All posts by Daniel Davies

Stanford scientists discover humans get aroused by touching robots’ butts

Scientists studying how humans interact with robots have discovered that touching a robot in intimate areas elicited the same physiological arousal that humans evoke in each other.

In the Stanford University study a robot –which is described as appearing somewhere between C-3PO and Wall-E – was programmed to ask participants to touch 13 parts of its body, which included its ears and butt.

Participants were fitted with an sensor on their fingers that measured skin conductance – a measure of physiological arousal – and reaction time of the participant.

The scientists found that when participants were instructed to touch the robot in areas that people usually do not touch, like the butt, they were more emotionally aroused than they were when touching more accessible body parts like the hands and neck.

“Our work shows that robots are a new form of media that is particularly powerful. It shows that people respond to robots in a primitive, social way,” said Stanford University’s Jamy Li. “Social conventions regarding touching someone else’s private parts apply to a robot’s body parts as well. This research has implications for both robot design and theory of artificial systems.”

Touch has been an underexamined aspect of human-to-robot relationships.

However, a large body of research in communication shows how touch builds relationships and influences trust in people. Until now not as much has been known about touch between a person and a robot.

Image courtesy of Bondara.

Image courtesy of Bondara. Featured image and video courtesy of Jamy Li

Prior to the study, the researchers believed that humans’ response to robots would be to look at them as a friendly, non-threatening computers, but the findings show that humans respond to robots in the same way they do to other humans.

The study’s findings contradict Dr Ian Perason’s claims that sex with robots will become commonplace by 2050 as “love and the act of sex” become separated.

In the Stanford study, the researchers noted that “physiological arousal was inversely related to body accessibility” as it is in humans.

Scientists are using machine learning to interpret “dark matter” DNA

Scientists at Gladstone Institutes are using machine learning to target genetic disorders in so-called genomic “dark matter”.

The computational method being used, called TargetFinder, predicts where non-coding DNA – the DNA that does not code for proteins – interacts with genes. By analysing big data, researchers are abble to connect mutations in genomic “dark matter” with the genes they affect, potentially revealing new targets for genetic disorders.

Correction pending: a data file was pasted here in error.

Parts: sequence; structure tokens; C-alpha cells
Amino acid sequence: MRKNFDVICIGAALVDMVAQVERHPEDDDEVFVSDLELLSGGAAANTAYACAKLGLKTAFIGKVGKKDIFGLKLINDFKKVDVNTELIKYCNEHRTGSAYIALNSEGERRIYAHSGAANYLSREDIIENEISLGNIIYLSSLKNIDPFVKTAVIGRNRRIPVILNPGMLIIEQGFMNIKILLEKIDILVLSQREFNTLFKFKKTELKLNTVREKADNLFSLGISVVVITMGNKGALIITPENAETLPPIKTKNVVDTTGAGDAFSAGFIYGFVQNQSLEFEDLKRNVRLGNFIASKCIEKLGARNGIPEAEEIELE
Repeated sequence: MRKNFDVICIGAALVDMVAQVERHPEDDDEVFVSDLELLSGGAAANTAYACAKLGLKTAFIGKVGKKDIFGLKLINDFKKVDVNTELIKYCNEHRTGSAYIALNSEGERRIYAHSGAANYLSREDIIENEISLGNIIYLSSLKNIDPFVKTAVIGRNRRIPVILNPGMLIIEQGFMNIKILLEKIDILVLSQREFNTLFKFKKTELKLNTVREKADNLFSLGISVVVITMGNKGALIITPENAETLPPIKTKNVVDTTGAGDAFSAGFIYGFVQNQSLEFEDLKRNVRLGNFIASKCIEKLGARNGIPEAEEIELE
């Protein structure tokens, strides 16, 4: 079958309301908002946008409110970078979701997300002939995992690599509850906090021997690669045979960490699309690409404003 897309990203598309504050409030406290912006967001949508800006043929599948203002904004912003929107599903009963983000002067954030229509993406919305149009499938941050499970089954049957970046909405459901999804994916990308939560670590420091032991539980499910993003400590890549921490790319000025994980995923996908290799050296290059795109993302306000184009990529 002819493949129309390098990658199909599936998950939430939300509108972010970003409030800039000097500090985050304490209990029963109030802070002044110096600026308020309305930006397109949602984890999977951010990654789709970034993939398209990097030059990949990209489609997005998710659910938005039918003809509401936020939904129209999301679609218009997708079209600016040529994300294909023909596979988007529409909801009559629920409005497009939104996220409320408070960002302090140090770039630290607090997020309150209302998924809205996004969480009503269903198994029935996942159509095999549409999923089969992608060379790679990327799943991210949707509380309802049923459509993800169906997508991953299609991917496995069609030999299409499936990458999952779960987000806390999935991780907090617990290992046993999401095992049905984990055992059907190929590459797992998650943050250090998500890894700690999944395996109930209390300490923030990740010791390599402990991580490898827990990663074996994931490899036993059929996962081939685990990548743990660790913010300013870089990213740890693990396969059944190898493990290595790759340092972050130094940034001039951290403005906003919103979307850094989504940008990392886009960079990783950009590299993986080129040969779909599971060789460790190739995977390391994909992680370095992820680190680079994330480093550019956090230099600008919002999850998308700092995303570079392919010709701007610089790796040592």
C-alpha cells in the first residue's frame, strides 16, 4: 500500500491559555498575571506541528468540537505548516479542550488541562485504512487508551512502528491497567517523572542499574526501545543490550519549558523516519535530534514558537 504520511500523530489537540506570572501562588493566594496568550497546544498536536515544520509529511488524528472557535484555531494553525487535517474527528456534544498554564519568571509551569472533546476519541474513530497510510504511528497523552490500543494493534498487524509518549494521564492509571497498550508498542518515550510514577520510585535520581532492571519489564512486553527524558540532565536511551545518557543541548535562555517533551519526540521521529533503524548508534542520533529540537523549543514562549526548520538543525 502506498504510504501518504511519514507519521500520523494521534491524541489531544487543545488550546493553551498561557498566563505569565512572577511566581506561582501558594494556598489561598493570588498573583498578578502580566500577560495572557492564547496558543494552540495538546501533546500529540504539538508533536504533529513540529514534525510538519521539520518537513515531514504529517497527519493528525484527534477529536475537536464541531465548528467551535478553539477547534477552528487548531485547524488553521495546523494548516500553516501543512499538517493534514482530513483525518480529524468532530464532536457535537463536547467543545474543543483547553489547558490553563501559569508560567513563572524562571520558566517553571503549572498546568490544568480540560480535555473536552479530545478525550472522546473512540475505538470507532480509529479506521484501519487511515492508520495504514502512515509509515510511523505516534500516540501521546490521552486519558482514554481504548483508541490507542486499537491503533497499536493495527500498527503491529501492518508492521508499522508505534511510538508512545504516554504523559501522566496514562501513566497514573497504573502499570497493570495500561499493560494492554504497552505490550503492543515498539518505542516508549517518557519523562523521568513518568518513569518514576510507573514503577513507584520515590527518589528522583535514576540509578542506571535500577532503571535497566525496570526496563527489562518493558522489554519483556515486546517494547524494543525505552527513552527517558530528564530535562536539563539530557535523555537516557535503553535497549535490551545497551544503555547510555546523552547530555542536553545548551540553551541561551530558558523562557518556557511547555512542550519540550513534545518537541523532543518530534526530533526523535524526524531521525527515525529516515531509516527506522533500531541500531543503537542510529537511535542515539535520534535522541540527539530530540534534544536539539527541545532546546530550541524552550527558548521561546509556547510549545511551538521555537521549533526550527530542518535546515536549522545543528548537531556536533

In the study, published in Nature Genetics, the team from Gladstone Institutes looked at fragments of non-coding DNA called enhancers which act like an instruction manual for a gene, dictating when and where a gene is turned on.

“Most genetic mutations that are associated with disease occur in enhancers, making them an incredibly important area of study,” said the study’s senior author, Katherine Pollard. “Before now, we struggled to understand how enhancers find the distant genes they act upon.”


The new study revealed that, on a strand of DNA, enhancers can be millions of letters away from the gene they influence.

However, using machine learning technology, the researchers were able to analyse hundreds of existing datasets to look for patterns in the genome and identify where a gene and enhancer interact.

They discovered that when an enhancer is far away from the gene it affects, the two connect by forming a three-dimensional loop, like a bow on the genome.

“It’s remarkable that we can predict complex three-dimensional interactions from relatively simple data,” said biostatistician at Gladstone, Sean Whalen. “No one had looked at the information stored on loops before, and we were surprised to discover how important that information is.”


The new computational approach is a much cheaper and a less time-consuming way to identify gene-enhancer connections in the genome as performing experiments in the can take millions of dollars and years of research.

The technology also gives an insight into how DNA loops form and how they might break in disease.

“Our ability to predict the gene targets of enhancers so accurately enables us to link mutations in enhancers to the genes they target,” said Pollard. “Having that link is the first step towards using these connections to treat diseases.”

Gladstone is set to offer all of the code and data from TargetFinder online for free.